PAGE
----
Do you have a large space (called a diastema) between your front teeth? Do you know that sometimes a diastema is caused by a large low attached frenum? Some patients decide to request a frenectomy to correct a gap in their teeth.
Everyone has attachments of tissue that hold our lips to our gums called frenums. Sometimes if those frenums are very large and/or they attach low it can actually protrude into the space where our teeth should be, causing a gap between the front teeth. The most common area we see tooth gaps are the front two teeth (think Madonna). These gaps can create a lot of character with your smile. Heck! I would trade places with Madonna for a day!
My daughter on the other hand did not appreciate the character of having a gap between her two front teeth. Once her baby teeth erupted, I noticed large spaces between all of them. It seemed alarming but spaces between baby teeth (primary dentition) are often a positive sign that once adult teeth (permanent dentition) erupt there will be enough space for the much larger teeth to ideally fall into place. I waited patiently for the eruption of her permanent dentition and still noticed a large space between her front teeth.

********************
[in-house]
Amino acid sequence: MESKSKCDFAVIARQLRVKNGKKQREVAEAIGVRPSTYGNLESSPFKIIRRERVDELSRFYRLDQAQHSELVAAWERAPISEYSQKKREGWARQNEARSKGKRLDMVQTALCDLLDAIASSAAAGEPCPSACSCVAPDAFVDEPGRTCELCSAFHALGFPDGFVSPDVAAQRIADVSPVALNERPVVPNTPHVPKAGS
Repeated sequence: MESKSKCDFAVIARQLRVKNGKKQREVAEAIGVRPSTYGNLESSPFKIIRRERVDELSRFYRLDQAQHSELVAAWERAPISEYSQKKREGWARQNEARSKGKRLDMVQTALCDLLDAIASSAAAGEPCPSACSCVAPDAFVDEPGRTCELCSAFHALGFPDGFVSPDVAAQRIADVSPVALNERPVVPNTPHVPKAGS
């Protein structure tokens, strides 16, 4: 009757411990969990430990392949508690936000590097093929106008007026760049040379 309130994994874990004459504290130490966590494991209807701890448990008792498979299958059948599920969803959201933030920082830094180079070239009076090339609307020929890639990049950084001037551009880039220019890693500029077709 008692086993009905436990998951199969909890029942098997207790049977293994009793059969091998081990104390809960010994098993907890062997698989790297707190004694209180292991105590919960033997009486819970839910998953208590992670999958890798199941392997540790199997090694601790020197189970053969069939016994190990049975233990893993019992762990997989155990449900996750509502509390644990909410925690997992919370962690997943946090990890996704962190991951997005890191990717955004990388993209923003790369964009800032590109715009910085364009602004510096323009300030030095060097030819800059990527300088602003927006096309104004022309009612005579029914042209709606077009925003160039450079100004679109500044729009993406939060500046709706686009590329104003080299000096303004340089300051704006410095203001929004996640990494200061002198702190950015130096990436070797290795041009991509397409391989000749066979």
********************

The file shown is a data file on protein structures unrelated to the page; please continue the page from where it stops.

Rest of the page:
Although cute and with character (maybe mom bias) my daughter wanted a straight smile without any spaces between her teeth. In her case she had a large frenum attached low on her gum between her front teeth. So we started to discuss the possibility of a frenectomy.
Her large frenum was not only hindering the orthodontist from being able to close her two front teeth together, it was causing her gums to actually recede (move away from the tooth altogether) and become inflamed. That’s right, gum irritation and inflammation can be another association with these large frenums.
Another common problem with misplaced or large frenums is something called “tongue-tied.” In the dental world it’s called ankyloglossia. That’s where the frenum under your tongue is holding or tying your tongue down to the floor of your mouth making speech and cleansing difficult.
Newborns with this problem often have trouble suckling, which makes malnutrition a risk. Luckily for our patients, Dr. Schumacher and Dr. Bauer are experts at painlessly removing these frenums with a quick technique using a prolific laser called a frenectomy.
A frenectomy is quick, the patient has little to no down time and no recovery period. Each of our doctors has performed a number of frenectomies for various reasons, be it for oral cleansing, suckling, or to create a beautiful even smile within spaces.
If you would like to learn more about whether you’re a candidate for a frenectomy, we’d be happy to answer your questions. Contact the Schumacher & Bauer, DDS team to learn more about frenectomies.
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